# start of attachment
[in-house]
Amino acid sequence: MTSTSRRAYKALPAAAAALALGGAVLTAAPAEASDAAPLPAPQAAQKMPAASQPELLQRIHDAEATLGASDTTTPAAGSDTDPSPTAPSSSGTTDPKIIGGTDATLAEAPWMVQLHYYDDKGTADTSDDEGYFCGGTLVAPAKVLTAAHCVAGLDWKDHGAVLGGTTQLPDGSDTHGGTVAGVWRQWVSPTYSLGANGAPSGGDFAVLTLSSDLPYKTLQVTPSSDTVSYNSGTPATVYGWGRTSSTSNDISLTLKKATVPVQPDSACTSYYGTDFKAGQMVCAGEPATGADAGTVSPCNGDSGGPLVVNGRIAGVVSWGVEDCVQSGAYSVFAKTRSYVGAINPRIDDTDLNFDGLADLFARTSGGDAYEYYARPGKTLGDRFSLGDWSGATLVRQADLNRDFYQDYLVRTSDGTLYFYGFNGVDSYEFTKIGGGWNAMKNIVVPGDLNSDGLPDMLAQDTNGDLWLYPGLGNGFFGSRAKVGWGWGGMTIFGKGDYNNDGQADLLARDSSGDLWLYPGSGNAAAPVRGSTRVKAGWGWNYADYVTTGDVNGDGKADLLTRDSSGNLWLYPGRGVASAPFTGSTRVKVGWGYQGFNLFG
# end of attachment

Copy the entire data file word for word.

[in-house]
Amino acid sequence: MTSTSRRAYKALPAAAAALALGGAVLTAAPAEASDAAPLPAPQAAQKMPAASQPELLQRIHDAEATLGASDTTTPAAGSDTDPSPTAPSSSGTTDPKIIGGTDATLAEAPWMVQLHYYDDKGTADTSDDEGYFCGGTLVAPAKVLTAAHCVAGLDWKDHGAVLGGTTQLPDGSDTHGGTVAGVWRQWVSPTYSLGANGAPSGGDFAVLTLSSDLPYKTLQVTPSSDTVSYNSGTPATVYGWGRTSSTSNDISLTLKKATVPVQPDSACTSYYGTDFKAGQMVCAGEPATGADAGTVSPCNGDSGGPLVVNGRIAGVVSWGVEDCVQSGAYSVFAKTRSYVGAINPRIDDTDLNFDGLADLFARTSGGDAYEYYARPGKTLGDRFSLGDWSGATLVRQADLNRDFYQDYLVRTSDGTLYFYGFNGVDSYEFTKIGGGWNAMKNIVVPGDLNSDGLPDMLAQDTNGDLWLYPGLGNGFFGSRAKVGWGWGGMTIFGKGDYNNDGQADLLARDSSGDLWLYPGSGNAAAPVRGSTRVKAGWGWNYADYVTTGDVNGDGKADLLTRDSSGNLWLYPGRGVASAPFTGSTRVKVGWGYQGFNLFG